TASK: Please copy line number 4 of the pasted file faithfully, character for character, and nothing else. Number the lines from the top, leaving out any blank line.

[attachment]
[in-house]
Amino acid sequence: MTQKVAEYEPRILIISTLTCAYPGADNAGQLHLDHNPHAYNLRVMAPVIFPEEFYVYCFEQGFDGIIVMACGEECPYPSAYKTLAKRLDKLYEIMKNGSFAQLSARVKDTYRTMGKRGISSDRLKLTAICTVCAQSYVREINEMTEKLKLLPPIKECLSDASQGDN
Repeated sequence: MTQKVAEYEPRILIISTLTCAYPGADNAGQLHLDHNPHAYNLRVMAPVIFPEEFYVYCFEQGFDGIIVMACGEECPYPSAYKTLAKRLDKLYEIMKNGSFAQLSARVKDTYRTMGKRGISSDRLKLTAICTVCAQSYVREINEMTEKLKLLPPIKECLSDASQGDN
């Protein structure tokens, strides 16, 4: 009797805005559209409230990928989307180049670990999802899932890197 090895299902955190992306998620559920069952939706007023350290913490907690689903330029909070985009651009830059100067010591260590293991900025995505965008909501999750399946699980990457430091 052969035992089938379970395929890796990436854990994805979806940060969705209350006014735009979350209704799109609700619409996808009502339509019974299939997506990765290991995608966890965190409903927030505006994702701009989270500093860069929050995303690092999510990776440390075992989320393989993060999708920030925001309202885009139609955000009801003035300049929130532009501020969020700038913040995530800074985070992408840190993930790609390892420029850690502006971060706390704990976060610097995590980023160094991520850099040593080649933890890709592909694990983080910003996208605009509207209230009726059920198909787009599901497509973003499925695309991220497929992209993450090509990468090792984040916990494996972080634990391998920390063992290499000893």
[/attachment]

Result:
């Protein structure tokens, strides 16, 4: 009797805005559209409230990928989307180049670990999802899932890197 090895299902955190992306998620559920069952939706007023350290913490907690689903330029909070985009651009830059100067010591260590293991900025995505965008909501999750399946699980990457430091 052969035992089938379970395929890796990436854990994805979806940060969705209350006014735009979350209704799109609700619409996808009502339509019974299939997506990765290991995608966890965190409903927030505006994702701009989270500093860069929050995303690092999510990776440390075992989320393989993060999708920030925001309202885009139609955000009801003035300049929130532009501020969020700038913040995530800074985070992408840190993930790609390892420029850690502006971060706390704990976060610097995590980023160094991520850099040593080649933890890709592909694990983080910003996208605009509207209230009726059920198909787009599901497509973003499925695309991220497929992209993450090509990468090792984040916990494996972080634990391998920390063992290499000893």